Some in farming, including the NFU, see market access as a key issue because two-thirds of the UK’s food exports currently go to the EU. "But exports aren’t important for UK tomato growers so you aren’t exposed to any risk," said Swales. Meanwhile, the EU’s external tariffs "vary across products and sectors, but for food are incredibly high at 40-50%where there are no preferential deals".

For tomatoes, "tariffs are complex, but are around 14%", he said. "The EU will apply those to our exports, and we will in kind. Currently, nearly 400,000 tonnes of fresh tomatoes come into the UK, mostly from the EU, as well as 500,000 tonnes of prepared and preserved products. In pretty much all scenarios, this will raise wholesale tomato prices. This could be an opportunity for domestic producers."

Reduced support

Government support for agriculture is likely to reduce, but horticulture is much less exposed to this, Swales explained. "The Government is looking for inspiration from elsewhere, particularly from the US, Canada, Australia and New Zealand, where support is lower overall and is based on managing risk." With less money likely to be around, "the Government will be thinking ‘who should we not annoy?’ so will rather keep food prices down than farmers’ incomes up", he added.

Swales also sought to dampen hopes in the industry that a post-Brexit Government will relax restrictions on crop-protection products. "Change is unlikely in the short term, since as we go out into the rest of the world the Government will want to retain an image of Britain as a high-quality, high-standard food producer," he said. But the Government "may pursue a more risk-based approach in the longer term".

On labour, if a points-based migration system is pursued: "it’s very unlikely that horticultural workers will be deemed as having skills in order to be included. We are much more exposed to this than other parts of agriculture as it’s much more challenging to replace workers with technology."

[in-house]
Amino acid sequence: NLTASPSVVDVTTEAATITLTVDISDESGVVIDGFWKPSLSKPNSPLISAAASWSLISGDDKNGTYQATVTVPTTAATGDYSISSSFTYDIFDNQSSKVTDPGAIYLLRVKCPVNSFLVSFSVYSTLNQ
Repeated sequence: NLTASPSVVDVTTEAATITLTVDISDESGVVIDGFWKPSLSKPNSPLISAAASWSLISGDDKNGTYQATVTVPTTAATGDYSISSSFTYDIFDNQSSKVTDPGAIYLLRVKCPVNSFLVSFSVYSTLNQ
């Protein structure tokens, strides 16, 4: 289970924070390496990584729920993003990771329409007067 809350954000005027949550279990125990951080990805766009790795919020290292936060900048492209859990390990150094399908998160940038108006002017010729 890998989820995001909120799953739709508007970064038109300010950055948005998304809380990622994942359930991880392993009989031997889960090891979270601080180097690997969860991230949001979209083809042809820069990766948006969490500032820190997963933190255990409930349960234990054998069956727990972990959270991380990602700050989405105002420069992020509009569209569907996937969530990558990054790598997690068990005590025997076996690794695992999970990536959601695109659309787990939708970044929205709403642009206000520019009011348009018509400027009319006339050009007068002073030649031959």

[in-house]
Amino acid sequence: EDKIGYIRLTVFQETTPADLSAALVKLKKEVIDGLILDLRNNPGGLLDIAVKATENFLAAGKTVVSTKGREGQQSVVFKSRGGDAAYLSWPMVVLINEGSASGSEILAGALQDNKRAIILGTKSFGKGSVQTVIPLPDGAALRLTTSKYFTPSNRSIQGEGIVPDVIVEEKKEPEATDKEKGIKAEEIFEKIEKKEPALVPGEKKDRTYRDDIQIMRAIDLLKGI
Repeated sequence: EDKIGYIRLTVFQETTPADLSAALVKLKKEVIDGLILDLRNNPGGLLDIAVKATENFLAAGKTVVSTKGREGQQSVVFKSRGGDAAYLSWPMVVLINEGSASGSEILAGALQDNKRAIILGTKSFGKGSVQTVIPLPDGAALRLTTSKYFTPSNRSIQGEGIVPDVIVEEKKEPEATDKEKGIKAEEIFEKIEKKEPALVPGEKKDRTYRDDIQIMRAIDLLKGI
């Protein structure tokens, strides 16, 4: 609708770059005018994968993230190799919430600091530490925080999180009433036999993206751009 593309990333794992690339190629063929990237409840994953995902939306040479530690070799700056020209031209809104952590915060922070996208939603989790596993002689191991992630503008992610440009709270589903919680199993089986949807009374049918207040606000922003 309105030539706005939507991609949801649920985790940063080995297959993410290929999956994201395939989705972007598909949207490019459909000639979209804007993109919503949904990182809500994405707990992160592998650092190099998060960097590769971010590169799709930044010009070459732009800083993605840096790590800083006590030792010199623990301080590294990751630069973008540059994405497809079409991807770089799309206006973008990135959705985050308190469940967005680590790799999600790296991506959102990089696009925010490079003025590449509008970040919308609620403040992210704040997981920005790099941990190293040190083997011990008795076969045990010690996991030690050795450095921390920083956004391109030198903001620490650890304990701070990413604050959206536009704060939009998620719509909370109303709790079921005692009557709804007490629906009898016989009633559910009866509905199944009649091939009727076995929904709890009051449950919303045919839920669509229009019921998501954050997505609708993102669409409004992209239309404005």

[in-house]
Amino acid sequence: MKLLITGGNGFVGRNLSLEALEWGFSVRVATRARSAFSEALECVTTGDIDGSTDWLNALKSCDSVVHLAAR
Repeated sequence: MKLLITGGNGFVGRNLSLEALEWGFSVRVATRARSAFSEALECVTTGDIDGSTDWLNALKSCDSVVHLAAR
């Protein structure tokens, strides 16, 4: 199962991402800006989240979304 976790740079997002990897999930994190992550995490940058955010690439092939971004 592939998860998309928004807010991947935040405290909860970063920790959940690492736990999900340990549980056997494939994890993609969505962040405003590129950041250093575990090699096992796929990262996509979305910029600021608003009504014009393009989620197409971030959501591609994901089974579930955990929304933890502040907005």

Forthcoming AHDB work modelling different Brexit scenarios will show the likely cost of labour rising by up to 50% "due to the cost of attracting workers from other industries", he warned. "We need to make sure we still have an industry in 10 years to take advantage of the opportunities."

Case for automation

Session chair Phil Pearson, chair of the TGA technical committee, said: "I see labour as the biggest challenge for our industry, which adds to the case for automation." University of Cambridge engineering lecturer Dr Fumiya Iida told the conference: "The robotic revolution is already happening. Robots are getting cheaper and more available commercially, and they are interconnected. But not everything is solvable."

While their use in tasks such as car assembly is long-established, and modern warehouses use them to manage stock, "agriculture is more difficult, though not the most difficult sector", he said. Tasks that are simple for humans, such as vision and grasping, are hard to automate. "You also need to be able to recover when something goes wrong," he explained.

In looking for "lower-hanging fruits" of manageable, economically viable tasks for which technology already exists, Iida has worked with G’s Growers on field harvesting of lettuces, a task that has so far eluded automation. He said: "Combining this with automated quality control will come in the near future."